The day was also the one-year anniversary of deadly tornadoes which devastated parts of Bradley County and Cleveland in 2011.
Matt Ryerson, president and CEO of United Way of Bradley County Inc. and is an LTRO member, said his son asked him Thursday if “he knew any heroes.” Ryerson answered, “Yes, I will be with 200 or so tomorrow,” as he opened the luncheon.
Matt Carlson, director of Habitat for Humanity and LTRO board member, thanked everyone who came together in the community and the thousands of volunteers who traveled to Bradley County to aid in “so many ways.”
An opening prayer by Beecher Hunter of Life Care Centers of America brought the hands of the people together, much like the community one year ago.
Cleveland/Bradley County Emergency Management Agency director Troy Spence gave an overview of the history of the storms which killed nine people in Bradley County.
“As calls came in, Bradley County and other first responders had people trapped in 49 locations. Neighbors had to help neighbors both dig out and with medical treatment,” Spence said.
Just hours later, all victims and survivors had been accounted for. That was after the storms which hit across 35 lineal miles of the county.
“It makes me proud to be a part of Bradley County and work with responders such as these,” he said.
Spence said more than 30,000 Volunteer hours were logged from organized groups. Many more hours were not captured as splinter groups aided in response and the numbers continue to grow as recovery remains in the scope of what has to be done to clean up the landscape.
Hundreds of volunteers helped in the Day of Service Saturday which was organized by Cleveland Cleanup and Cleveland Action Network.
“This is why we rebounded as well as we have. At this time, I want to recognize someone who had just gotten married but got out and volunteered and organized a distribution point for survivors,” Spence said.
Teddy Bennett went to work immediately and organized the distribution point for the Dalton Pike area and Blue Springs victims.
“We were unfamiliar with what needed to be done the day after, but these volunteers brought it together. The Matt and Matt (Ryerson and Carlson) team began moving forward with immediate needs. They knew people who could take care of our people,” Spence explained.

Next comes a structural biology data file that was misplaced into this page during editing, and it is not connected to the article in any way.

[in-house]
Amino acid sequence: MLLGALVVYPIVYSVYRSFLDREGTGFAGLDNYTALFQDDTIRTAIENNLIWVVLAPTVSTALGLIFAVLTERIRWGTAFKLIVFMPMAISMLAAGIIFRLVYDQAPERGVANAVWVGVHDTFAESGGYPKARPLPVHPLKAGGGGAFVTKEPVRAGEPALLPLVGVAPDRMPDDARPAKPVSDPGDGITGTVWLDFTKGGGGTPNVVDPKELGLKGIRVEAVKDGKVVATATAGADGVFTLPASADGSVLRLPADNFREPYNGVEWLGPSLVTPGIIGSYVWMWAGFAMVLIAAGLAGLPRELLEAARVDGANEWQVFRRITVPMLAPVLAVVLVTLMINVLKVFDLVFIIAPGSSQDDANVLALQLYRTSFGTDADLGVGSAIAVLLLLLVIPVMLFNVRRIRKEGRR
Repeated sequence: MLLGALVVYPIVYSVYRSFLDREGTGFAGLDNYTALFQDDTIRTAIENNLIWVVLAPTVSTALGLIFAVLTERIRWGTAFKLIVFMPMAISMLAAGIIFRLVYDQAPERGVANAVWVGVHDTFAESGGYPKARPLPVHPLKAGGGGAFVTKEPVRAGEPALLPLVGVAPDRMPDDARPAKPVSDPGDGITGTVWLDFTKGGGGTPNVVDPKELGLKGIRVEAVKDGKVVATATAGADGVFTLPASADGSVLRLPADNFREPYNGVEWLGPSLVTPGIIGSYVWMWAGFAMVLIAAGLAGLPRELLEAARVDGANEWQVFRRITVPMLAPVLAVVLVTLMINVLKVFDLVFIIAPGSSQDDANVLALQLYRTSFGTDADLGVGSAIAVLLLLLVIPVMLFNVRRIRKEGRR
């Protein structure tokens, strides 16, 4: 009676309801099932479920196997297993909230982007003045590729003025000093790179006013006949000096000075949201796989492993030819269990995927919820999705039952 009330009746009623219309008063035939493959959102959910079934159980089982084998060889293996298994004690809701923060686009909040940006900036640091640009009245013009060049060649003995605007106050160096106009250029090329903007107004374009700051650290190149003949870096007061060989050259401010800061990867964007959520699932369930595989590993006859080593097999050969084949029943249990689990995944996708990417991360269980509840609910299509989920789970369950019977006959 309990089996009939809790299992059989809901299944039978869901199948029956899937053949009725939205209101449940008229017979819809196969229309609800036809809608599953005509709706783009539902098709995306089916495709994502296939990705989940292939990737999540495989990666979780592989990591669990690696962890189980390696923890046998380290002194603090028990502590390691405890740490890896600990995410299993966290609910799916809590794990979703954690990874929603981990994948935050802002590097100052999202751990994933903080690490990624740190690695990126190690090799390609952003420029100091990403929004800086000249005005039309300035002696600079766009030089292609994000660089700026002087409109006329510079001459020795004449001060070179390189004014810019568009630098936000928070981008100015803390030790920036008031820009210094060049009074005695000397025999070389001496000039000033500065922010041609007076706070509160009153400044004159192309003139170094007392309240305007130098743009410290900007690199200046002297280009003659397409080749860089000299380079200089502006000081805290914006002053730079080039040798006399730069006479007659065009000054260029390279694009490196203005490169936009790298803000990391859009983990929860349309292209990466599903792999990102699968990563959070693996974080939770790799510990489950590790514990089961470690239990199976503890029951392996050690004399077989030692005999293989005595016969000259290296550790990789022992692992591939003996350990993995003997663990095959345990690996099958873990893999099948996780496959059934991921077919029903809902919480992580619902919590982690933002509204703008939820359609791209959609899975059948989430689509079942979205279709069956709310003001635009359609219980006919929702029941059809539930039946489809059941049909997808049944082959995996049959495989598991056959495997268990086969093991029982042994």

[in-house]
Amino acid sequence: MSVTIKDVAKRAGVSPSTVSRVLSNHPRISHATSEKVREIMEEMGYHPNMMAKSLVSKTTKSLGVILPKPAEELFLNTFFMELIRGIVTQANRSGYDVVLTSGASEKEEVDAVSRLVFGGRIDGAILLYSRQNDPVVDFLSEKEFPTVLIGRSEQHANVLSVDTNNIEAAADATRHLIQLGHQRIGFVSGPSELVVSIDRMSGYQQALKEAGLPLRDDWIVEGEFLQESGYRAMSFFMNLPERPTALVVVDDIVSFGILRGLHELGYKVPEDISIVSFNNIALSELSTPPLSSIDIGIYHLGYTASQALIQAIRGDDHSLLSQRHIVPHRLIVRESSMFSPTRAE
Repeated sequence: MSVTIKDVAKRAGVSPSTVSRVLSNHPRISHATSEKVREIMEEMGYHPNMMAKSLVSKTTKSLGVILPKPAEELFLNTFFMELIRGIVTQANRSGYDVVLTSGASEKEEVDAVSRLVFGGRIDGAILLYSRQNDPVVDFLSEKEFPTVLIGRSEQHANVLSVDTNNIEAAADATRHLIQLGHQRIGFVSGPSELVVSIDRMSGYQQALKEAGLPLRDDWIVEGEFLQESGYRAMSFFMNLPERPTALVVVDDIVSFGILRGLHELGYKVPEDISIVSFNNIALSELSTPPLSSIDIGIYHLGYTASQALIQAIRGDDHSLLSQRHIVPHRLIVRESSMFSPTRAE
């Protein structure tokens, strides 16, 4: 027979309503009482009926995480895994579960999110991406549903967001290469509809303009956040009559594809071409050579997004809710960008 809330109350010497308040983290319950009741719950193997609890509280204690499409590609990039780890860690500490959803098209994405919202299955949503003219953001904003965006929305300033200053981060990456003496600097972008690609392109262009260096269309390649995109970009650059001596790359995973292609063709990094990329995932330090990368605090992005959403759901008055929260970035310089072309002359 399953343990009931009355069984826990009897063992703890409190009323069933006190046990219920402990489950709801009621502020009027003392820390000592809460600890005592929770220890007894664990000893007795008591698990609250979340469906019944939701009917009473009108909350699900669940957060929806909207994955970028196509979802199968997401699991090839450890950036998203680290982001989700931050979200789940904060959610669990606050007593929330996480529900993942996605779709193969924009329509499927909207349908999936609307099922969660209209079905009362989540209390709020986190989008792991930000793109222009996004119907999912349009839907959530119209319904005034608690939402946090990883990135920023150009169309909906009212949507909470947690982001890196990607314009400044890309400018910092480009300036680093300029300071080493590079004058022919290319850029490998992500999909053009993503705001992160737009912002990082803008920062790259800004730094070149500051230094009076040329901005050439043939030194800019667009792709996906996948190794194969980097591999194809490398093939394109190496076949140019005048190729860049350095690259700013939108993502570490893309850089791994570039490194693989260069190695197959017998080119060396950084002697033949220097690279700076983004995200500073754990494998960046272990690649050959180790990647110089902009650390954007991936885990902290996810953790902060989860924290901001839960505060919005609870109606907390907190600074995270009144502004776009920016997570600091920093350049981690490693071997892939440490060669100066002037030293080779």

“They grabbed the torch and ran with it.”
Spence also recognized Rochelle Mayberry of Lee University’s Leonard Center. Mayberry was instrumental in organizing immediate needs and then continuing the process for victims to recover.
Julie Storrs of Whirlpool Corporation lives in Willbrook, just off Highway 64.
“We lost at least a dozen homes in Willbrook,” she said.
As neighbors were helping neighbors after the storm, shock had set in but then they smelled smoke. The smoke was from someone who had come into their neighborhood to help them.
Bob Armstrong fed the victims and volunteers.
“He also had smiles, gave hugs and words of encouragement,” Storrs said.
The Willbrook neighborhood presented Armstrong a plaque for his commitment to volunteering and helping them through the first days after the storms.
Daniel Murch is a Lee student who hit the ground running. Ryerson quipped that Murch even had an office at the United Way.
“This young man worked with everyone — whether you wanted him to or not,” said Joel Rogers of the Salvation Army.
Murch was honored for his volunteerism.
“We are used to going to help people who have suffered loss,” said Randy Bonner of the Bradley Baptist Association.
“But it happened here. We were fortunate to already have leadership in place,” he said.
Jim Polier, leader for LTRO, was honored for his immediate response.
“Waterville Baptist Church allowed us to have our command center located there. Folks came in from all over the country to help. Jim helped organize the chain saw gangs and others,” Bonner said.
Ryerson also recognized the Black Fox School cafeteria workers as well as Bradley Central High School’s Culinary Arts Department for feeding volunteers.
Overall, FEMA recognized the volunteer response as phenomenal, according to Ryerson.
“We need to let the world see why we are “the City of Spirit,” Ryerson said
The spirit of volunteering and neighbors helping neighbors was noted and models of response are being documented for other communities to use in the event of disaster.
Amy Hicks was also a speaker and survivor.
“We were victims of a sudden impact and victims of sudden impact are hard to treat. This county suffered sudden impact,” she said.
Hicks uses her pets for treating and healing those who need help.
“Thanks to all of the volunteers, we didn’t have to stay in shock,” she said.
Hicks and her husband Wes lived in the Bates Pike area. The 8:40 storm severely damaged their home.
“We thought this was going to be the end of life for us — but it wasn’t. Our home was damaged. Hicks said her heroes were the volunteers with the Hiwassee Chapter of the American Red Cross and Salvation Army.
“Here I was sitting in devastation, eating a meal from the Red Cross. The workers and volunteers continued to be there through the months ahead,” said Hicks.
Hicks said the effort occurred throughout the community.
“We all fear storms in life, but we move forward because life moves forward,” she added.
Mayors Gary Davis and Tom Rowland praised the volunteer efforts of the community.
“It’s an amazing county. Volunteers began digging out and helping across the county,” Davis said.
“That day, more and more we were put to the test,” Rowland said.
The first wave hit the No Pone Valley early in the day.
“There was an amazing response. God does things for a reason. He put us to the test to see how we would respond,” Rowland said.
“You did well — You all passed the test.”